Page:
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25.10.2019 Article

The Role Of The Physician Assistant In An Era Of Universal Health Coverage

By Comrade Azeko & Salisu Siba
The Role Of The Physician Assistant In An Era Of Universal Health Coverage
OCT 25, 2019 ARTICLE

The physician assistant (PA) is a highly trained medical practitioner, licensed and regulated by the Ghana Medical and Dental Council to practice medicine and dentistry. PAs undertake clinical, public health (preventive and promotive), and administrative services.

Universal health coverage (UHC) means all people at their various communities can have the preventive, promotive, curative, rehabilitative, and palliative health services they need, of sufficient quality to be effective, while ensuring that the use of these services does not expose the user to financial hardship. Ghana can learn lessons from countries like China, Mexico, Rwanda, Thailand, Turkey and Oman, who have successfully achieved universal health coverage.

The foremost PA (then MA) training school in Kintampo, established in 1969 (then Rural Health Training School) had the sole aim of training medical assistants to render mostly curative, preventive and promotive health services in the rural areas of Ghana. The narrative has since changed. The minimum academic requirement for a PA has now shifted to a bachelor’s degree.

In Ghana, the community based health planning services (CHPS) approach to healthcare provision remains the major strategy being adopted for the provision of primary health care services. PAs are the first line supervisors of the CHPS concept since they mainly serve at health centers (which are the main facilities within the sub-districts) attending to an estimated 70% of the population in these rural and periurban areas. This helps greatly in decongesting the district, municipal and regional hospitals, as well as the tertiary and quaternary referral centers, especially in the light of the ‘no-bed syndrome’. It is also instructive to note that PAs currently dominate at some district/municipal hospitals as well as private facilities in the provision of outpatient services and their delivery has been remarkable. Annually, over 100 million people are plunged into poverty due to ill health and inability to afford basic health services(WHO, 2017). This makes a well-implemented primary health care a poverty alleviation tool.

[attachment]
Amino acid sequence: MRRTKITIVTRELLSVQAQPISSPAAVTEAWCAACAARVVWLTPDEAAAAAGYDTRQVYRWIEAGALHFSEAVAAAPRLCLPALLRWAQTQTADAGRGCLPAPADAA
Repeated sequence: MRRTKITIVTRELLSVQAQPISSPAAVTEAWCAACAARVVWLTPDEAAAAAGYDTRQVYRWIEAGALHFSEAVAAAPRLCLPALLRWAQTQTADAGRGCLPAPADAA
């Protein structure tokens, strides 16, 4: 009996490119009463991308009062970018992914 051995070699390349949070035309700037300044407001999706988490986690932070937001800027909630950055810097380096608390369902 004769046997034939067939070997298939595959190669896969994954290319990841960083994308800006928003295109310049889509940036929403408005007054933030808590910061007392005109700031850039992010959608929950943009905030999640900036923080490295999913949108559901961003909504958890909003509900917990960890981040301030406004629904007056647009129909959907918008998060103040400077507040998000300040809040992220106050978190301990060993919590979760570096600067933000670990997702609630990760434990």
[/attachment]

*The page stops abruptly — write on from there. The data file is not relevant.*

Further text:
According to WHO, one-third of southeast Asia and Africa are forced to borrow or sell assets to pay for health care. Therefore, the lead role of PAs in the implementation of primary health care cannot be overemphasized. The aforementioned and more calls for the need to address the various constraints militating the effective functioning of PAs in the country. A major challenge is the outmoded prescription bracket for PAs at health centers. Malaria remains the commonest reported infectious disease in Ghana and the rural areas are the hardest hit.

Ironically, injectable medication such as IV Artesunate, used in treating severe malaria is outside the prescription bracket for PAs at the various health centers. This is unfair, considering the extensive training and competence of PAs and the fact that they attend to cases more life-threatening than malaria at their facilities. This and many other restrictions ought to be reviewed without further delay, in the interest of the thousands of patients who will have to be referred on such circumstances.

The increasing relevance of the PA is tremendously encouraging, and policy makers must make a conscious effort to better their lot in furtherance of the universal health coverage agenda. Key among areas in need of attention are the following:

A review of the job description of PAs (in the light of advancement in their training, knowledge and expertise) and a commensurate enhancement in their conditions of service.

Introduction of additional clinical specialty programs for PAs as well as graduate level research-based courses to help advance the PA profession both clinically and in academia. This will delineate the unique role of PAs and also help assert their competence and the deserved autonomy.

The formation of a separate regulatory body for PAs and other parallel medical professionals. Leadership should take steps to complete the processes leading to name change, from Physician Assistant to Clinical Officer to truly reflect our Independence of practice.

PAs remain the bedrock of primary healthcare in Ghana. Without them, attaining universal health coverage can only be a mirage.

Long live the PA profession

Long live Ghana

Authors:

Comrade Azeko

(PA, columnist, student of politics)

Salisu Siba (Shizzles)

(PA, Writer, MC)

Disclaimer: "The views/contents expressed in this article are the sole responsibility of the author(s) and do not neccessarily reflect those of Modern Ghana. Modern Ghana will not be responsible or liable for any inaccurate or incorrect statements contained in this article."

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